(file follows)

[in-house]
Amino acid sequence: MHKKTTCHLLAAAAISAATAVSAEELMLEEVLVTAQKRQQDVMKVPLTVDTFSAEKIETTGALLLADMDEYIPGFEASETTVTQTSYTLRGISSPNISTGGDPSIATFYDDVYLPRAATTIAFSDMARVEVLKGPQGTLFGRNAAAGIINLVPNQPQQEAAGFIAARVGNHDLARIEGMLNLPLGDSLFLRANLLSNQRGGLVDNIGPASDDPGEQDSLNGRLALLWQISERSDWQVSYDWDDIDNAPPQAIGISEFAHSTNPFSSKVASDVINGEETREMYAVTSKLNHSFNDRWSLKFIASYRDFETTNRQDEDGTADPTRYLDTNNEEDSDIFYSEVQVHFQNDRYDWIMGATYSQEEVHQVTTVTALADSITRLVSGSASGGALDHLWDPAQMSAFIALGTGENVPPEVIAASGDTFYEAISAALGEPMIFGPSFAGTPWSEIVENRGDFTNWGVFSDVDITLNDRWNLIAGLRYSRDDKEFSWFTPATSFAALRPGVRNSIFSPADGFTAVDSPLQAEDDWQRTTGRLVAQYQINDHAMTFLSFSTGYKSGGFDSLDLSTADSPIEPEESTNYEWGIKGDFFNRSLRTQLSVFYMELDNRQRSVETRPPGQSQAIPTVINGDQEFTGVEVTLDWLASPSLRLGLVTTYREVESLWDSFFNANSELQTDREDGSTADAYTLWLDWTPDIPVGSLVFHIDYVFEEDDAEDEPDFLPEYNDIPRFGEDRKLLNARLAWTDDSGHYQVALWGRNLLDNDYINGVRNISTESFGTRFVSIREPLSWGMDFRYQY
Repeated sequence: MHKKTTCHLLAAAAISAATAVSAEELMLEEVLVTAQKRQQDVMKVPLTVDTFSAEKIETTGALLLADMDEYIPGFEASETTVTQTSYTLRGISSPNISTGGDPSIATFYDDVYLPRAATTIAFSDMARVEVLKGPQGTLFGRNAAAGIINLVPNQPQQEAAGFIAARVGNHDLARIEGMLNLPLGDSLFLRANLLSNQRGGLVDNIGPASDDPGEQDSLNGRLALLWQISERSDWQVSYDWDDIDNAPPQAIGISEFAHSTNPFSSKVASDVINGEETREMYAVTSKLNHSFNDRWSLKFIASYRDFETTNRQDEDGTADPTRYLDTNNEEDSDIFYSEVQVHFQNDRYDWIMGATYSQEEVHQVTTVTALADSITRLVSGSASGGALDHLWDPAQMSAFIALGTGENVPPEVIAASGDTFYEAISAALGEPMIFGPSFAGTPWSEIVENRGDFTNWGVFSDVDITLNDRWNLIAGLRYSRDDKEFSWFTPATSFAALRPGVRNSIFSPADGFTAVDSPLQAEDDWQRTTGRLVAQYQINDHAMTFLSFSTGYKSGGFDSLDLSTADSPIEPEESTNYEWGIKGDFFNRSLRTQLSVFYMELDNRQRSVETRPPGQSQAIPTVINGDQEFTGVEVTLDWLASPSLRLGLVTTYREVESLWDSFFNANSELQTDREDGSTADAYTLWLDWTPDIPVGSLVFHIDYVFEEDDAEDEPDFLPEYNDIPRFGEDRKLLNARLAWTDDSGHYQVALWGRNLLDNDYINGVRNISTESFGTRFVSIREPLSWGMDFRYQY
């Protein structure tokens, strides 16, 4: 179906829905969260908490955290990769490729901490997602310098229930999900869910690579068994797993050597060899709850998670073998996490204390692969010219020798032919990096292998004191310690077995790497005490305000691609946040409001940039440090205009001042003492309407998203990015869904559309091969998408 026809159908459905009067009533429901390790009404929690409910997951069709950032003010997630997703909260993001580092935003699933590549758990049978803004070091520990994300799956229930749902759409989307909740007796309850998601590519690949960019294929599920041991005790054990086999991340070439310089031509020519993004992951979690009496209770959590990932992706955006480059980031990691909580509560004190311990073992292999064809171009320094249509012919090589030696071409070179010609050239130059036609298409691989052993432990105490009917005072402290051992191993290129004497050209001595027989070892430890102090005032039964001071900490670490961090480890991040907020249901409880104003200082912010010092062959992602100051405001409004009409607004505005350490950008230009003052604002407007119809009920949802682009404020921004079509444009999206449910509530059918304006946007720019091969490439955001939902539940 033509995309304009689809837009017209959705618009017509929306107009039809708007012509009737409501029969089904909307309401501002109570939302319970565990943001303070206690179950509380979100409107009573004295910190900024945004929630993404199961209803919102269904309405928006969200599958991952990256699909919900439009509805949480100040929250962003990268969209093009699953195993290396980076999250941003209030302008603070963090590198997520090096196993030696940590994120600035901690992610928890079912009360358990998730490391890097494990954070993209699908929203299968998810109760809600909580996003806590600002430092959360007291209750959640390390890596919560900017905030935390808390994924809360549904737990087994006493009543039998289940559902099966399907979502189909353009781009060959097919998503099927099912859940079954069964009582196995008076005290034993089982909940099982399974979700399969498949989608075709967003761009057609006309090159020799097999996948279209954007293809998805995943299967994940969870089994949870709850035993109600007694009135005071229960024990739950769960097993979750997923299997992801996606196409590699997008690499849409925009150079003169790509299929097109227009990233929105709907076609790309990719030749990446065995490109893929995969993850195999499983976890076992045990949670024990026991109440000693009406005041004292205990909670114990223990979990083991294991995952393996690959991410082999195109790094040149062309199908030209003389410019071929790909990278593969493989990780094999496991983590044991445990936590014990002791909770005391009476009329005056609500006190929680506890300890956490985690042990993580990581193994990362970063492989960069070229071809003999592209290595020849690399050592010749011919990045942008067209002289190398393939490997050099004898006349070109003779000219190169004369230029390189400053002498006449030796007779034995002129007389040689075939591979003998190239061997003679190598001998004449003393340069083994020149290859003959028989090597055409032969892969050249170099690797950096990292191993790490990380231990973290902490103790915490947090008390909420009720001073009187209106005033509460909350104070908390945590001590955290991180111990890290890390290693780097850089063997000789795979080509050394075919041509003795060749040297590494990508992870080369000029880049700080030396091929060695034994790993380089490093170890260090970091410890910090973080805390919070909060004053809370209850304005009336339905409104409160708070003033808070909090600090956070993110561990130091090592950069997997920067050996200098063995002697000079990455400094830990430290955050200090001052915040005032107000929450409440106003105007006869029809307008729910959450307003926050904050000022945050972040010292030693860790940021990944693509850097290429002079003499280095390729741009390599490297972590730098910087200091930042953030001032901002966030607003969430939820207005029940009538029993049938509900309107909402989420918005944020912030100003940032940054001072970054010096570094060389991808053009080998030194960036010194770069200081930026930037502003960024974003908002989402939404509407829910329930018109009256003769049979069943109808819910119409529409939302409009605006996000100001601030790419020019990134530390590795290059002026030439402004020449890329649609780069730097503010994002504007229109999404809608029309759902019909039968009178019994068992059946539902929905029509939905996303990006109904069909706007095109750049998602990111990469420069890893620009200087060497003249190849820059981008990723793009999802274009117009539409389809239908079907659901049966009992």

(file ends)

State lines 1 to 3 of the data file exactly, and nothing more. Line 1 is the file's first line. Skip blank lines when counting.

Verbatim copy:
[in-house]
Amino acid sequence: MHKKTTCHLLAAAAISAATAVSAEELMLEEVLVTAQKRQQDVMKVPLTVDTFSAEKIETTGALLLADMDEYIPGFEASETTVTQTSYTLRGISSPNISTGGDPSIATFYDDVYLPRAATTIAFSDMARVEVLKGPQGTLFGRNAAAGIINLVPNQPQQEAAGFIAARVGNHDLARIEGMLNLPLGDSLFLRANLLSNQRGGLVDNIGPASDDPGEQDSLNGRLALLWQISERSDWQVSYDWDDIDNAPPQAIGISEFAHSTNPFSSKVASDVINGEETREMYAVTSKLNHSFNDRWSLKFIASYRDFETTNRQDEDGTADPTRYLDTNNEEDSDIFYSEVQVHFQNDRYDWIMGATYSQEEVHQVTTVTALADSITRLVSGSASGGALDHLWDPAQMSAFIALGTGENVPPEVIAASGDTFYEAISAALGEPMIFGPSFAGTPWSEIVENRGDFTNWGVFSDVDITLNDRWNLIAGLRYSRDDKEFSWFTPATSFAALRPGVRNSIFSPADGFTAVDSPLQAEDDWQRTTGRLVAQYQINDHAMTFLSFSTGYKSGGFDSLDLSTADSPIEPEESTNYEWGIKGDFFNRSLRTQLSVFYMELDNRQRSVETRPPGQSQAIPTVINGDQEFTGVEVTLDWLASPSLRLGLVTTYREVESLWDSFFNANSELQTDREDGSTADAYTLWLDWTPDIPVGSLVFHIDYVFEEDDAEDEPDFLPEYNDIPRFGEDRKLLNARLAWTDDSGHYQVALWGRNLLDNDYINGVRNISTESFGTRFVSIREPLSWGMDFRYQY
Repeated sequence: MHKKTTCHLLAAAAISAATAVSAEELMLEEVLVTAQKRQQDVMKVPLTVDTFSAEKIETTGALLLADMDEYIPGFEASETTVTQTSYTLRGISSPNISTGGDPSIATFYDDVYLPRAATTIAFSDMARVEVLKGPQGTLFGRNAAAGIINLVPNQPQQEAAGFIAARVGNHDLARIEGMLNLPLGDSLFLRANLLSNQRGGLVDNIGPASDDPGEQDSLNGRLALLWQISERSDWQVSYDWDDIDNAPPQAIGISEFAHSTNPFSSKVASDVINGEETREMYAVTSKLNHSFNDRWSLKFIASYRDFETTNRQDEDGTADPTRYLDTNNEEDSDIFYSEVQVHFQNDRYDWIMGATYSQEEVHQVTTVTALADSITRLVSGSASGGALDHLWDPAQMSAFIALGTGENVPPEVIAASGDTFYEAISAALGEPMIFGPSFAGTPWSEIVENRGDFTNWGVFSDVDITLNDRWNLIAGLRYSRDDKEFSWFTPATSFAALRPGVRNSIFSPADGFTAVDSPLQAEDDWQRTTGRLVAQYQINDHAMTFLSFSTGYKSGGFDSLDLSTADSPIEPEESTNYEWGIKGDFFNRSLRTQLSVFYMELDNRQRSVETRPPGQSQAIPTVINGDQEFTGVEVTLDWLASPSLRLGLVTTYREVESLWDSFFNANSELQTDREDGSTADAYTLWLDWTPDIPVGSLVFHIDYVFEEDDAEDEPDFLPEYNDIPRFGEDRKLLNARLAWTDDSGHYQVALWGRNLLDNDYINGVRNISTESFGTRFVSIREPLSWGMDFRYQY